By Michael E. Miller
By Ryan Yousefi
By Kyle Munzenrieder
By Sabrina Rodriguez
By Michael E. Miller
By Carlos Suarez De Jesus
By Luther Campbell
By Kyle Munzenrieder
The sixteen- to nineteen-year-old students know why they're here: to kill community service hours. They bite into their complimentary apples and look around, some of the English-as-a-second-language recruits not comprehending much of what Lewis says.
On the ride to Elliot Key, the teenagers sit along the park service boat's gunwales, unsure of what awaits. They've been told they'll clean up ocean-borne trash strewn along the key's coast by Hurricane Wilma and the endless tides. Whatever. Some of the girls giggle behind oversize Chanel knockoff sunglasses, their right hands text-messaging on flip-up cell phones. Jorge, an eighteen-year-old from Cuba, shouts, "What's up!" to a row of pelicans and cormorants sunning on a nearby peninsula. Two boys, uniformed in baggy denim shorts and ball caps, share an iPod's earphones and watch the bay stretch out before them.
In the wake of Wilma, a hurricane more destructive to the park than even Andrew in 1992, this 270-square-mile paradise of pristine coral reefs, estuaries, hardwood hammocks, and endangered species is nursing deep wounds. Some of the damage won't heal for centuries. The park, which attracts about a half-million visitors a year, took almost two weeks to partially reopen after Wilma, but much work remains to be done.
Park scientists are only beginning to gauge the extent of Wilma's effect on the bay and its reefs. The unusually large and fast-moving storm ripped straight through the park, snapping 30-foot-tall mangroves and wild tamarind hammocks in half and turning them brown with saltwater. Unlike Andrew, Wilma pushed huge amounts of the bay's water north, crushing coral and burying it in sediment, according to Richard Curry, head of the park's division of science and resources management. Curry is hopeful most of the damaged coral will regenerate eventually. "Corals grow at about the same speed as continents move," he says.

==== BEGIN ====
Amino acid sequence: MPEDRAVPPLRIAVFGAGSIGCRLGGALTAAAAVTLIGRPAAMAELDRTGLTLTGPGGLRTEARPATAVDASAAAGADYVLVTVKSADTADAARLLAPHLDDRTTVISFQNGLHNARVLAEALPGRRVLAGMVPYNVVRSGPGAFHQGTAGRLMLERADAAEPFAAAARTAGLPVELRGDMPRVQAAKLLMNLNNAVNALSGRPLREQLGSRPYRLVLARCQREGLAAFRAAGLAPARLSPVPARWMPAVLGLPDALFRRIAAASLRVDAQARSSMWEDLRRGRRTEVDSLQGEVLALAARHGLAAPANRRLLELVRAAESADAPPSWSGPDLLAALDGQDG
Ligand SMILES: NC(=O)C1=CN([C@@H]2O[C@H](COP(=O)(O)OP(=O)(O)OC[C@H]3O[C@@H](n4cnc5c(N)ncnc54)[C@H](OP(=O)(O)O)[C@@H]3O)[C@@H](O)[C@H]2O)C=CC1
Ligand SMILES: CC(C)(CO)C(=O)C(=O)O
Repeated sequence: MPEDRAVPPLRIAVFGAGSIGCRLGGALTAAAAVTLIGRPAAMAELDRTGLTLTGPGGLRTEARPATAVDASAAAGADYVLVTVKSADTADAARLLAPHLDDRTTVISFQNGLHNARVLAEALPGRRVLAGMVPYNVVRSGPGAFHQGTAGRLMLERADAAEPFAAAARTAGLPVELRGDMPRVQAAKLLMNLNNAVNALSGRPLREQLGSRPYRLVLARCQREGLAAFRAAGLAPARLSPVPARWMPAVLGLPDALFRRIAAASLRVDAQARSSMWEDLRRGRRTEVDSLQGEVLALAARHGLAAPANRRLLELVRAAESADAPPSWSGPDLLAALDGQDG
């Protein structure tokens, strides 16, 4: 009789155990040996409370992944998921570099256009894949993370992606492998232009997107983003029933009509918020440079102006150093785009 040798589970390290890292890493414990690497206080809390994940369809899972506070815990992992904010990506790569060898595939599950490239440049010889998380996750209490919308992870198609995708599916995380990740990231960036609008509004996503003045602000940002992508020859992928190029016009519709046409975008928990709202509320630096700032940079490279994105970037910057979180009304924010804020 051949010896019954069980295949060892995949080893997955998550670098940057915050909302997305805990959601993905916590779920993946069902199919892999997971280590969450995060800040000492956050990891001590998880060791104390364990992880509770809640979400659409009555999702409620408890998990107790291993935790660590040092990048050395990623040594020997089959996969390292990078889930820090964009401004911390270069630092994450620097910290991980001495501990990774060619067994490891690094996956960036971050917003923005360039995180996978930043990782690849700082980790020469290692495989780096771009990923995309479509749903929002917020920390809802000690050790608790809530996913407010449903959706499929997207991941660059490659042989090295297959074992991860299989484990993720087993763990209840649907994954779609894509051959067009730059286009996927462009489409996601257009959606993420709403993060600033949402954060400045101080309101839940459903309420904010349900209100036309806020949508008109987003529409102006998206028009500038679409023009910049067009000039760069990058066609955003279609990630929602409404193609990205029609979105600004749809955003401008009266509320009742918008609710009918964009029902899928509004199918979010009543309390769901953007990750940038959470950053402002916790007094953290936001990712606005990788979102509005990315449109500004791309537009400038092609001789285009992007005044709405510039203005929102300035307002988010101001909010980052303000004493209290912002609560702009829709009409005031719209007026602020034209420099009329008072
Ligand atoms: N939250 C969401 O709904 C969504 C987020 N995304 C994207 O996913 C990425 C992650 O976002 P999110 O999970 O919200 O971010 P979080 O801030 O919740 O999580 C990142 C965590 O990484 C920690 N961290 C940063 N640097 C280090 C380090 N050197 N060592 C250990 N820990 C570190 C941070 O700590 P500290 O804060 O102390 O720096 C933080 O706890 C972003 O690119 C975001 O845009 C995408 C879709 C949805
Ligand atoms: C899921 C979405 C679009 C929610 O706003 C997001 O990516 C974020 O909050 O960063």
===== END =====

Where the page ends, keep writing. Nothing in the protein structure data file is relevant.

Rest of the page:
It's another line in Biscayne National Park's thick history book. Spanish galleons and pirate ships once plied these waters, and many a vessel found its grave here. For 10,000 years Native Americans, homesteaders, and others have left their marks behind in the form of archaeological relics. These days people come for breathtaking snorkeling, hard-core fishing, and sightings of about twenty threatened and endangered species such as sea turtles, crocodiles, and manatees.
Off the boat, Shalimar, José, Wilmer, Alexis, Ivan, and the rest trudge to the opposite shore, trash bags in hand. Some of them get down to business right away, picking up broken glass, plastic lobster traps, and fishing nets amid the decomposing sea grass, dead coral, and sand. As bonefish circle in the shallows nearby, a few boys kick a dead sponge until someone launches it water-bound. Noel, a long-haired nineteen-year-old who worked parking cars until 3:00 a.m., finds a lobster's sky blue shell. Anna, age seventeen, is unimpressed. Jorge is running his mouth as usual, singing in Spanish to one of the girls as she bends over to pick up trash: "Oh yeah, baby, that's it."
Keeping an eye on the free help, park Ranger Maria Beotegui sighs over the trash that washes in with every tide. "It just never ends," she says before warning some of the boys against touching a dead Portuguese man-of-war. The jellyfish's poisoned barbs could still be potent, she says. Jecreel, a lightly mustached seventeen-year-old, edges away. "Shit, man."
By noon the teenagers are back on the boat, heading for home. The day's harvest a refrigerator door, pumpkin orange Styrofoam buoys, milk crates, broken glass, a twenty-inch TV set, and bulging black trash bags lies listless on the deck.
With boat traffic lighter than usual for a weekend, the bay is quiet except for occasional bird squawks and the wind's steady hum. Royal terns, laughing gulls, and double-crested cormorants weave among the little waves. Jorge, Jecreel, and Shalimar stand on the bridge with the pilot. For the first time today, the teenagers are silent.